Today, I wanted to talk a bit about why I blog. When I was speaking with the Team Lead for RichmondFellowship Tyneside yesterday she asked what motivated me to do everything I do, and it made me wonder if other people might also want to know the answer to that question. At the time, my answer was ‘there’s a ton of reasons but I think the main one is to help others.’ So, I thought this would be a nice opportunity to think a bit more about my rationale for doing what I have for six years now.
I feel like I’ve told the story of starting I’m NOT Disordered hundreds of times, but I recognize how many new readers I’ve had recently and it’s safe to assume that not many people will scroll back through the archives and read all 752 posts since January 2013.
After an overdose resulted in me being on life support in Intensive Care, as soon as I was conscious, I was admitted to a psychiatric hospital specializing in Personality Disorders in July 2012. By January 2013, I finally started to feel as though I was beginning to embark on my mental health recovery journey and after agreeing to discuss my trauma with my Key Nurse, I went to my hospital room, opened up my laptop and started I’m NOT Disordered! I started it so that I could record my progress and decided to share my very first post on my Facebook account so that my friends and family could see what I was going through to better understand my behaviours and attitude. I hoped that if people read about my trauma and hallucinations perhaps, they would be able to grasp my motivation for my suicide attempts and self-harm.
I think that the popularity snowballed when I started tweeting links to the blog posts and when I began volunteering at events – with my very first one being with Time To Change in February 2014. As more time went by, and I realized that I’m NOT Disordered was not only a huge part of my life but now, also, long-term; my confidence in talking about blogging grew and I’d tell everyone I met about I’m NOT Disordered - word-of-mouth is definitely one of the greatest publicity methods!
The blog’s popularity didn’t really hit me until my party to celebrate reaching 100,000 readers. Having an entire night to celebrate the amount of readers I have really allowed for the opportunity for it to all sink in. Even now, I talk about how close I am to half a million readers, but I don’t think it’s really hit me just how many people that is! I look at my stats and the top ten countries that read I’m NOT Disordered (USA, UK, Norway, Brazil, Germany, France, Ukraine, ‘Unknown region,’ Australia and UAE) and I just can’t comprehend that there’s people literally on the other side of the world reading the things I write from my little Lenovo laptop! Thing is, I can choose for this to be a comforting thought or a terrifying thought. I can choose to feel privileged. Honoured that so many people care what I write. And choose to focus on the possibility that I could – hopefully - be helping at least some of those people.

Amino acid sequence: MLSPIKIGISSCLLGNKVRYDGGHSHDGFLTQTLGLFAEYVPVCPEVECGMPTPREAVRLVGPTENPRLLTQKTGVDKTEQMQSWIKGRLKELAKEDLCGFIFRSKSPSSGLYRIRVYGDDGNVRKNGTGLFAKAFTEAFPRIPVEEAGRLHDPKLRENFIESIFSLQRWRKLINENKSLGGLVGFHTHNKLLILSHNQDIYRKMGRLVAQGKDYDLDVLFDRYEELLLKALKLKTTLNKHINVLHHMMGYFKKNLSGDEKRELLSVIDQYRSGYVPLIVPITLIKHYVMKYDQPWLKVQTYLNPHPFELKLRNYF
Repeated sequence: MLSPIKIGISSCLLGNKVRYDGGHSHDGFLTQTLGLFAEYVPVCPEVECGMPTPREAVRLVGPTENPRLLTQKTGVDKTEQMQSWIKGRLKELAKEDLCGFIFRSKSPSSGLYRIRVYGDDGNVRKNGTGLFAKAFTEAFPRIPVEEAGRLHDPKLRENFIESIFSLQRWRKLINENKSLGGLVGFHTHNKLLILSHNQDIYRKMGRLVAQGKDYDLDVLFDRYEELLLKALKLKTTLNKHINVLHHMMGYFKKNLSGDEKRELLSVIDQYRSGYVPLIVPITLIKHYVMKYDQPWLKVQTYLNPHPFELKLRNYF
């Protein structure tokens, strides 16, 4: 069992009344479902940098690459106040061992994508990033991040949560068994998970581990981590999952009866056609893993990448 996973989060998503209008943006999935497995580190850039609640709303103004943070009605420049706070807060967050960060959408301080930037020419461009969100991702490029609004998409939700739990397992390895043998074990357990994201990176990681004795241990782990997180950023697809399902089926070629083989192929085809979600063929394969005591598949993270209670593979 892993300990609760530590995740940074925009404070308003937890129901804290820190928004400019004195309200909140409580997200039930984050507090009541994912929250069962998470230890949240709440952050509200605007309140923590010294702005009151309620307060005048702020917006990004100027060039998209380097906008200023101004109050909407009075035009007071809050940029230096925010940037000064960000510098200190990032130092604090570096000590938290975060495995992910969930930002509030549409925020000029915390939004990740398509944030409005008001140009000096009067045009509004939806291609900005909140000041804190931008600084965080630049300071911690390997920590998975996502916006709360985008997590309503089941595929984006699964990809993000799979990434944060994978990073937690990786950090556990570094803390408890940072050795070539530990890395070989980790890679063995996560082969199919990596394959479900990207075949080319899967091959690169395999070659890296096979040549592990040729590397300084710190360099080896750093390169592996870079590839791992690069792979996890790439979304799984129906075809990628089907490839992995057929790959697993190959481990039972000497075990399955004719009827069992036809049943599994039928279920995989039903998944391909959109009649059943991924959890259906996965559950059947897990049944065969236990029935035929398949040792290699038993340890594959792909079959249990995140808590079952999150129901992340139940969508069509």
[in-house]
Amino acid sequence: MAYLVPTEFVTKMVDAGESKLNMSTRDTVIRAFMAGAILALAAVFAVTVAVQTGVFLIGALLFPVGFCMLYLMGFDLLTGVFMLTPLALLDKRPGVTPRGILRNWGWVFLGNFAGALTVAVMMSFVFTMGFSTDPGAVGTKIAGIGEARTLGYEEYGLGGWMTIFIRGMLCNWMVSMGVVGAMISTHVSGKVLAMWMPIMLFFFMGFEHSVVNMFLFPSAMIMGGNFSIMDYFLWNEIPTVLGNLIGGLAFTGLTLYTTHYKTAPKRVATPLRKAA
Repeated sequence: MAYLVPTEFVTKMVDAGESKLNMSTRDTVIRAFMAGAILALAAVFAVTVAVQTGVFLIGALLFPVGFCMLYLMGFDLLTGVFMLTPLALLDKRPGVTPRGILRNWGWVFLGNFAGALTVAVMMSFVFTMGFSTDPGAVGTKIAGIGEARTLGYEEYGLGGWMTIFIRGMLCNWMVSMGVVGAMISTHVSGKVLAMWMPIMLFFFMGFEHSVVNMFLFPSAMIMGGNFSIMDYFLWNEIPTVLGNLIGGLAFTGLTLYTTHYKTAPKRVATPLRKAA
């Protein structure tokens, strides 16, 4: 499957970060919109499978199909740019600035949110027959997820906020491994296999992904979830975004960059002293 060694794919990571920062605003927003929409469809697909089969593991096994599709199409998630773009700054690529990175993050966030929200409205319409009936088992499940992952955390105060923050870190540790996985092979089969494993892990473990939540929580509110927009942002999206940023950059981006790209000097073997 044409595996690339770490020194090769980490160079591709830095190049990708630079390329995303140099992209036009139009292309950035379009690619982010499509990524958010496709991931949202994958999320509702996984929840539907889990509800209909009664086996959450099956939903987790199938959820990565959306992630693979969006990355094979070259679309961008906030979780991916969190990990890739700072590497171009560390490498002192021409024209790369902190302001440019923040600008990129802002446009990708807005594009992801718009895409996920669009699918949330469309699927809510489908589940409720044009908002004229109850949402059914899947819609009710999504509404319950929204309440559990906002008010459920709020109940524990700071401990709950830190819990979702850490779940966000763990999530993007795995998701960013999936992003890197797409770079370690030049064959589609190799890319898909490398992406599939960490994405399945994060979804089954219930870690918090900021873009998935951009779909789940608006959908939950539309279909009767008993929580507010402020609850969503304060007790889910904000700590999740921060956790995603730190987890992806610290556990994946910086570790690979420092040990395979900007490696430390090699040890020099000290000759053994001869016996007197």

I’ve found that when I’ve told others that I blog about mental health, a lot of people have said ‘oh you must help so many people’ and I think it’s become an assumption that I do because of the popularity of the blog but that isn’t true. People who have poor mental health are so vulnerable and I know that when I was poorly, I was really easily triggered or influenced. Because of this, I’m so cautious about what I write. I try to always be sensitive to everyone’s different thresholds for details around abuse and self-harm, but I try to get a balance between bearing my audience in mind and staying truthful for myself. If I couldn’t talk about these things, then I feel like I’d be skirting around their existence. Mental health needs to be about honesty and openness – no one should feel ashamed to talk about their experiences. If we do, how can we ever show one another that we aren’t alone in having these experiences? How can we ever offer comfort and reassurance that ‘no, you aren’t alone’ and ‘yes, it gets better’?
There’s this episode in Friends where they talk about how there’s no such thing as a selfless good deed because when people do good things for others, they feel better about themselves. I think it’s true because in helping others, I feel a lot less worthless and a lot more needed. Don’t get me wrong – I haven’t devoted the best part of six years of my life staying up late and getting up early purely to benefit myself. I mean, the fact that I just spent over 500 words describing how it helps me to know that I’m helping others, so I guess that illustrates that. But if I’m all about promoting transparency and honesty then I have to start with myself. When I was really unwell with my mental health, I felt utterly useless, worthless and believed that I had been put on this earth to kill myself. It felt like that was my only purpose in life. Now I have I’m NOT Disordered, and I don’t think it’s a coincidence that my recovery has progressed since it began. It’s ironic that what started off as an opportunity to document my progress actually ended up being a catalyst for my recovery. Feeling as though I’ve found a reason for my life – a reason why I’m still alive – how could blogging not make me feel better about myself?